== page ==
There was reigning silence as the flow of the throng was momentarily stopped. But then the event passed – first a few people continued on their way, then more, until the entire crowd was flowing again like nothing had just happened.
The man looked sideways at the girl thief. She, like the rest of the crowd, was watching the commotion, standing near a few girls her age. The man expected to see sympathy or pity in her eyes, but instead she shook her head and turned on her heels, shoving her hands in her pocket as she walked away. And then, as if a thief like her hadn’t just gotten caught, she continued stealing what he presumed to be her breakfast.
The man found her fascinating to watch. He felt like he was watching himself go through his own training as a young man.
But now, though, it seemed that the girl had finished her looting. Seeming satisfied with the day’s work, she smiled a small smile and started to slowly, unnoticeably cut her way across the thick crowd to get out of the market.
Watching the girl disappear from view, the man considered his options. He had a meeting in an hour, but until then … and something snagged at him when he observed the little girl at work.
Mind made up, he gave her a few moments and followed suit. Past the market, down a few roads – always in the shadows, always a dozen steps behind her. Curiosity pushed him on.
The girl made a sharp turn into some shadowy alleys, and the man followed a minute later. It was dim, and so he couldn’t see her, but his sharp ears picked up the faint scraping of her shoes against the uneven stone ground. He could hear her, catching the occasional crunch as she ate something, but he knew that she had no idea of his presence. He knew exactly where to put his feet, which stone was likely to skid or crunch under his weight, and so moved forward like a cat.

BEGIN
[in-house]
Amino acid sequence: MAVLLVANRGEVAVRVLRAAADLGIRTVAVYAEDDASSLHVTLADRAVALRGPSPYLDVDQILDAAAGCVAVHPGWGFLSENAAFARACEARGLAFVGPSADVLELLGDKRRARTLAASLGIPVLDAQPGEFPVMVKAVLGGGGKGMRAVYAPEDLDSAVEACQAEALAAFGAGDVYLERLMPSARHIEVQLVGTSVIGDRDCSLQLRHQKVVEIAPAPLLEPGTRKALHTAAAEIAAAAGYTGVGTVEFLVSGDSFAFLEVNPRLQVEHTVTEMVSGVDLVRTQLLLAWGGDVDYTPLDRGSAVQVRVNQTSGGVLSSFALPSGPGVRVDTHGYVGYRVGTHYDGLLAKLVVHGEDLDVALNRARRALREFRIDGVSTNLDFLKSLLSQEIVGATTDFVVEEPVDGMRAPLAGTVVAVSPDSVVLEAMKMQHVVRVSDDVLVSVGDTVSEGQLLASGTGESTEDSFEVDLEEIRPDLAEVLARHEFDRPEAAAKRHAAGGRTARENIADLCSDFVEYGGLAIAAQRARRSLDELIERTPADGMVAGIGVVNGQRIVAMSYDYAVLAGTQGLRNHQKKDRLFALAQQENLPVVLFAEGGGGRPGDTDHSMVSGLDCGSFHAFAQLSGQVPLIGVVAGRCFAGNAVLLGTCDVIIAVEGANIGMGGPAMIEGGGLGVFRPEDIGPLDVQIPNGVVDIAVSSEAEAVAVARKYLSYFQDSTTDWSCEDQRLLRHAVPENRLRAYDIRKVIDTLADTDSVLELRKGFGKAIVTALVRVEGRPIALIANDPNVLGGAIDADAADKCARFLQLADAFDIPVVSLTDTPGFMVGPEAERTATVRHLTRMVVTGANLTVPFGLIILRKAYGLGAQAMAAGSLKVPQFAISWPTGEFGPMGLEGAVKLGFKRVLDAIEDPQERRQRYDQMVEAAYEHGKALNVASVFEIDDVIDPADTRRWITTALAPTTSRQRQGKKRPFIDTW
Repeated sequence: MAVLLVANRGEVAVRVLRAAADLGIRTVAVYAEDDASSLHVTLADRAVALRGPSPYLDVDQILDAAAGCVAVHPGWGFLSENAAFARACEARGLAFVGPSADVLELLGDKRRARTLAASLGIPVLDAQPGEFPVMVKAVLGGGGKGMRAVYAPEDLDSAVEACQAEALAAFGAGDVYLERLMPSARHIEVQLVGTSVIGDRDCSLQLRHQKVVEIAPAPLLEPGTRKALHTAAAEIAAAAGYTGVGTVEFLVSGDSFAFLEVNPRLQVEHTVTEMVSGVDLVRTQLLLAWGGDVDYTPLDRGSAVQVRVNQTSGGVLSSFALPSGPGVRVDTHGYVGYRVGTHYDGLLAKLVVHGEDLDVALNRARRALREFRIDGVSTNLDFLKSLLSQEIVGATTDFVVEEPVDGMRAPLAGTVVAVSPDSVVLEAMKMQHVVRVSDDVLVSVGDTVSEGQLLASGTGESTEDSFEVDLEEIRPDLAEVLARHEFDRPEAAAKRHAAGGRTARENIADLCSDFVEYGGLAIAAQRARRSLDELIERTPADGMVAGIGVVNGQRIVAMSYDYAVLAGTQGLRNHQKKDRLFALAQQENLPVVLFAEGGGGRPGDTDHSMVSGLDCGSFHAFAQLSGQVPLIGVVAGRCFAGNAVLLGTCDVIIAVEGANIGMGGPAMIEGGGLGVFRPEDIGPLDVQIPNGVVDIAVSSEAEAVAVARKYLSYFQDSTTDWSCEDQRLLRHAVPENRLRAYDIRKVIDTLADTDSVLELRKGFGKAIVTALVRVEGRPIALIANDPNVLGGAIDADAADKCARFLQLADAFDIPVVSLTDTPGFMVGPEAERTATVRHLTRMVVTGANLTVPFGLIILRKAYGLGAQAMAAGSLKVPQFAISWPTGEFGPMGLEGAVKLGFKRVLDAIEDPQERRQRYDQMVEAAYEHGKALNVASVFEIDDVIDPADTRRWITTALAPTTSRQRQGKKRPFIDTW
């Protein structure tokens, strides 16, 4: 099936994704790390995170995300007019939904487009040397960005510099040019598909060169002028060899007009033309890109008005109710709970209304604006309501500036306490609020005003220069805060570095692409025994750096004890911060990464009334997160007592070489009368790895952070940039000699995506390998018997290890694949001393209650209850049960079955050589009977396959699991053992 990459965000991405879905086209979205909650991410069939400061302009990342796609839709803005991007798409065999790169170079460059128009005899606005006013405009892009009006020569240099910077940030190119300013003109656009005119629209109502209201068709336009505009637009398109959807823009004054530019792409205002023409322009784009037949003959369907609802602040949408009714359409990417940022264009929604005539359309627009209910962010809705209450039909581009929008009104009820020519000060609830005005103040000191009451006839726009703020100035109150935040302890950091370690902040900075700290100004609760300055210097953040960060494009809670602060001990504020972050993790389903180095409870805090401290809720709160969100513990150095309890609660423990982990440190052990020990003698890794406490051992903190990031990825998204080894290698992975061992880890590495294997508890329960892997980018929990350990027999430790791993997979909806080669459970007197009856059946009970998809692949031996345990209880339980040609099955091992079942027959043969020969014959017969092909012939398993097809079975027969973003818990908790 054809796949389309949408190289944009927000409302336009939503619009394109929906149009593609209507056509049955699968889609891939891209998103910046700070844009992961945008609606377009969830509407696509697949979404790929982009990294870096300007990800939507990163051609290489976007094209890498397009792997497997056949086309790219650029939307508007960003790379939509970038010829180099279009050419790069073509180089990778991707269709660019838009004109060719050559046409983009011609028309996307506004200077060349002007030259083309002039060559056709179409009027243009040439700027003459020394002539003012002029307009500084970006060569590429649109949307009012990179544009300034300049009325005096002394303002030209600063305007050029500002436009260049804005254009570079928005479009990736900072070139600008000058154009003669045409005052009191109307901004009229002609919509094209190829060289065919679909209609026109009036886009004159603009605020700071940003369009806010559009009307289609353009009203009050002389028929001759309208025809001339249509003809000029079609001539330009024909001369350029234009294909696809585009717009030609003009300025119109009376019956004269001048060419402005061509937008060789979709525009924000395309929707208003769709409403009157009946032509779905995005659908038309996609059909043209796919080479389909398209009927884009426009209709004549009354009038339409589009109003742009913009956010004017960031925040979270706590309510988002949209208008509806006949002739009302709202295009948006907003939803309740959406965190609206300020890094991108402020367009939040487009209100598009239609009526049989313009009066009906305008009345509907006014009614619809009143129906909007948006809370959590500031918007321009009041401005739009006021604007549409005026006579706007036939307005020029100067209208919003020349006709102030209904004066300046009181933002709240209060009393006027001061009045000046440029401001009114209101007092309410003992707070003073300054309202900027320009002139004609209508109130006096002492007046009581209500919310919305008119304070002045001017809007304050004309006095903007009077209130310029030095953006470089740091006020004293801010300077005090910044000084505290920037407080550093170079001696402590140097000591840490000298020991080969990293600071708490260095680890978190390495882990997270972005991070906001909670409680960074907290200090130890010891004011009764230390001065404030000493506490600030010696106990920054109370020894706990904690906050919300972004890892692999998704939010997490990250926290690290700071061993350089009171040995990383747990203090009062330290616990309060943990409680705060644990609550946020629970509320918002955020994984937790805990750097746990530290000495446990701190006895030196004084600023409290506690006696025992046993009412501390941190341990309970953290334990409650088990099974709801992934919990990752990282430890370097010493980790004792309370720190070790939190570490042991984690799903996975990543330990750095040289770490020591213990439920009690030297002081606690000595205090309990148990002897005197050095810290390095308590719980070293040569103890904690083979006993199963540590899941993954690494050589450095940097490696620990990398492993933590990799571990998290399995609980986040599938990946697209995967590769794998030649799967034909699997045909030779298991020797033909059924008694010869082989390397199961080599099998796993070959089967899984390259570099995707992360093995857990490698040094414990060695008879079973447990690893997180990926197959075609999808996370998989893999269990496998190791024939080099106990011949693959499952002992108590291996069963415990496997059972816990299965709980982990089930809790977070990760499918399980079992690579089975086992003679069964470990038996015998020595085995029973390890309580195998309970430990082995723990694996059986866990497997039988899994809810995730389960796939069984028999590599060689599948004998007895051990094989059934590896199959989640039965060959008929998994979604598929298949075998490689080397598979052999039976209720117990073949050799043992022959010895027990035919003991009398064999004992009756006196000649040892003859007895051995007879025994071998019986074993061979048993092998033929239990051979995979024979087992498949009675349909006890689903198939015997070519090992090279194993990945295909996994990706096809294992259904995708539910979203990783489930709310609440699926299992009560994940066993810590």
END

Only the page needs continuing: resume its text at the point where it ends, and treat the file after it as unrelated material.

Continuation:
He didn’t accelerate when he heard low voices round the corner, but his curiosity immediately spiked. A large, inky shadow was cast around the corner of an alley as it joined another alley, and it was here that the man stood, invisible to everyone but himself. The girl was talking in a low voice to someone else – another girl, it seemed. After a moment the second girl turned, and the light caught on her face for a split second. As the image registered the man’s eyebrows rose in surprise, but this surprise quickly faded. So, the thief had a twin sister. That was unexpected. The thief twin unloaded the breakfast from her pockets: a small loaf of bread the length of her hand-span, two apples and an orange. The best thieves were always the richest. He assumed that everything else she had taken had been eaten on the way here. She divided the apples and tore the orange in half after having peeled it, but gave the entire bread loaf to her sister.
The man had already made up his mind to leave when a flickering shadow about a dozen yards away from the girls made him linger a little longer. A shadow advanced towards the girls, but neither of them had noticed. The man only did so out of habit. Judging from the size of the shadow he estimated the newcomer to be a fully grown man. As the man passed the girls he became clearer. Despite his size, he looked no older than twenty, with a dirty grey t-shirt and khaki shorts. He had a hungry, sunken face with dirt streaked across his face.